2. It was accepted that the learned trial judge correctly directed that each count had to be considered separately, but the contention was that her Honour did not direct that the evidence in each was not cross-admissible.  That produced a miscarriage of justice in that the failure created the danger that the jury reasoned that the appellant had a propensity to supply methylamphetamine in counts 2 and 3, and therefore supplied methylamphetamine in the Grainger transaction.
  3. For the Crown Mr Meredith submitted that this was not a case where propensity evidence was relevant, but the identity of the drugs supplied to Grainger depended on inference drawn in a circumstantial case.  Therefore there was no need to make the direction contended.

Discussion

  1. In my respectful view, the contentions on this ground should be rejected.
  2. The trial was conducted, from the defence point of view, on one real point, namely that the appellant could not be shown to be the supplier in any case, and (relevantly) the Grainger transaction.  True it is that an attack was made on the proof that the Grainger transaction involved methylamphetamine as opposed to anything else, but the real thrust was as to identity.
  3. The learned trial judge reminded the jury of that fact during the summing up:[33]

“And plainly enough, whoever gave the methylamphetamine to the courier … possessed it before it was given to him, and the giving of it to him would be a supply.  There’s no suggestion either possession or supply was done lawfully.  Again, the real question for you is whether it was [the appellant] who did those things.”

  1. Trial counsel for the appellant acknowledged as much during the sentencing submissions when he referred to the trial as “effectively a single point trial”.[34]  The trial was not concerned with any issue of propensity.  That was not raised at any point by counsel or the learned trial judge.  For that reason R v Doolan and R v CBM are distinguishable.  Each concerned the directions needed to prevent a jury from impermissibly reasoning that the accused’s propensity on one count meant he was guilty on another.[35]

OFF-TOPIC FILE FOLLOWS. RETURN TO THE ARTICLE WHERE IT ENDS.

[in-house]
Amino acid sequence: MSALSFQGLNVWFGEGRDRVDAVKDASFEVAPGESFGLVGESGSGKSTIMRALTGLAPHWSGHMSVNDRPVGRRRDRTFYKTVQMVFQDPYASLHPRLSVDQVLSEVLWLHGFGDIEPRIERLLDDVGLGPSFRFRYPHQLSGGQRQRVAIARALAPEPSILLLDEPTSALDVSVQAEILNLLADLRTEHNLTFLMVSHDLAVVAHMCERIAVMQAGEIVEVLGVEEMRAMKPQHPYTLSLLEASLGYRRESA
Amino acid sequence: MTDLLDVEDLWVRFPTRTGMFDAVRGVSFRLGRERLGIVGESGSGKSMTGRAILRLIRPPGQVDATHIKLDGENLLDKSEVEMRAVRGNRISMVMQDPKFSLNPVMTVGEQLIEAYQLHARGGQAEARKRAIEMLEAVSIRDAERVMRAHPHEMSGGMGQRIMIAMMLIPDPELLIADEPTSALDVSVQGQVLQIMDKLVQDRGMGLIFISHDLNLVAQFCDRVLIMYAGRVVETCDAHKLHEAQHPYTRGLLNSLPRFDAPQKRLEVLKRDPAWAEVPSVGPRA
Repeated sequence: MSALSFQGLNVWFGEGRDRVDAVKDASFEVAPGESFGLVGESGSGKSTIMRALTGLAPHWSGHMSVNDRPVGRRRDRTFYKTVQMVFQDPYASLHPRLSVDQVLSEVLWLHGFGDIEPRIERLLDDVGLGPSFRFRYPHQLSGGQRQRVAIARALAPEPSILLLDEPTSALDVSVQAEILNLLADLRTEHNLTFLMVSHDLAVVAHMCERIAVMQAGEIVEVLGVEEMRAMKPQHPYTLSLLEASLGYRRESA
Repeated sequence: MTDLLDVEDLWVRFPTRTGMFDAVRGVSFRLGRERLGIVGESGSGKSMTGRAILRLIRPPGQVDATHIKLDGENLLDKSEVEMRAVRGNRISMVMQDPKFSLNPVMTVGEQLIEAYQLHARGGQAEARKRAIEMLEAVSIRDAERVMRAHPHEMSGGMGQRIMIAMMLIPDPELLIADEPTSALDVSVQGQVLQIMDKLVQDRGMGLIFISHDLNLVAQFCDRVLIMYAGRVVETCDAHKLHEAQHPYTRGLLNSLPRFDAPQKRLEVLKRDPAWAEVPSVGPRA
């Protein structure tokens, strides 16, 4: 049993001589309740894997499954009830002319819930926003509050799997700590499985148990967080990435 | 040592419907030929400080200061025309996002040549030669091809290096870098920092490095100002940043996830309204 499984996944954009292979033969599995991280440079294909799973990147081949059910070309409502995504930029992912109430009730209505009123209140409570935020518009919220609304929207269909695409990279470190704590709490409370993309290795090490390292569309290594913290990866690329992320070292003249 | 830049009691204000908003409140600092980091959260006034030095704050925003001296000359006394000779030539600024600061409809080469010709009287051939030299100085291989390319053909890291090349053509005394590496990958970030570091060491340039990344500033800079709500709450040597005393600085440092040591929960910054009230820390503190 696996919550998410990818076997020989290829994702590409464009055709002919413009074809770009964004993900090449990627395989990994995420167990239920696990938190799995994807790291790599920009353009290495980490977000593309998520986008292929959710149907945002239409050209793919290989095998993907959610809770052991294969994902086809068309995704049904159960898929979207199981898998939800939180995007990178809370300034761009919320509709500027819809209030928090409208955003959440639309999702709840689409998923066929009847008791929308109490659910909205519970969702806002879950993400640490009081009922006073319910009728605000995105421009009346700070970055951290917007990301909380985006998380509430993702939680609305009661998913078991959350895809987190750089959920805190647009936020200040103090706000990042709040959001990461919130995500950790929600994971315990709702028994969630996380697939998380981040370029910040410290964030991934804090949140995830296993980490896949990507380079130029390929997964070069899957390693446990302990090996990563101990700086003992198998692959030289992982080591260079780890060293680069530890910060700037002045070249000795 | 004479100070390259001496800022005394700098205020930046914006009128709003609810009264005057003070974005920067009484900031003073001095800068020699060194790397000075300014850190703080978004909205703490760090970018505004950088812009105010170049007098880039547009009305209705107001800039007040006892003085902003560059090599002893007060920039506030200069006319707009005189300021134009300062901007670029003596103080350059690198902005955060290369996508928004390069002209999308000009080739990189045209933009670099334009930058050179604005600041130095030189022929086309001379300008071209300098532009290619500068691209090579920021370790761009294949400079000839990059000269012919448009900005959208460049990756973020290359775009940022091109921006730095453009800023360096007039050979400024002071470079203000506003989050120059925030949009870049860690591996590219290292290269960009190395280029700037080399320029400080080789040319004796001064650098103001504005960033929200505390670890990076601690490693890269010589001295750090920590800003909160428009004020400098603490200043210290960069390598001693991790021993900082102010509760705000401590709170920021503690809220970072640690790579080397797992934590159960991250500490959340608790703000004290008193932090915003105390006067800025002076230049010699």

2. However, if the jury accepted that the appellant was the supplier to Grainger then the fact that the drug supplied on counts 2 and 3 was methylamphetamine was admissible as circumstantial evidence as to the identity of the drug supplied in the Grainger transaction.  When viewed with Grainger’s evidence that (i) what he was collecting was drugs, (ii) the transaction was connected with his methylamphetamine addiction, and (iii) the cash handed over was vastly in excess of the value of the massage machine in the package, the later supplies were admissible to support the inference as to the identity of the drug supplied.
  3. In any event, the particulars of count 1 did not stipulate that the drugs supplied to Grainger were methylamphetamine, but rather that they were simply a dangerous drug.  True it is that the Crown ultimately relied on that as a possibility because of Grainger’s evidence, and addressed on that basis (as reflected in the summing up), but given the particulars and that the only real issue in the case was as to identity, it is not surprising that defence counsel did not see the need to press for a direction such as is contended.  For the reasons above such a direction would likely have deflected the jury from its proper task.
  4. The learned trial judge directed the jury that each charge had to be considered separately, that the evidence on each charge had to be evaluated separately from the others, and that the jury had to be satisfied beyond reasonable doubt on each charge.[36]  No complaint was made as to that direction.
  5. In my view, this ground lacks merit.

Conclusion on appeal against conviction

  1. The appeal against conviction should be dismissed.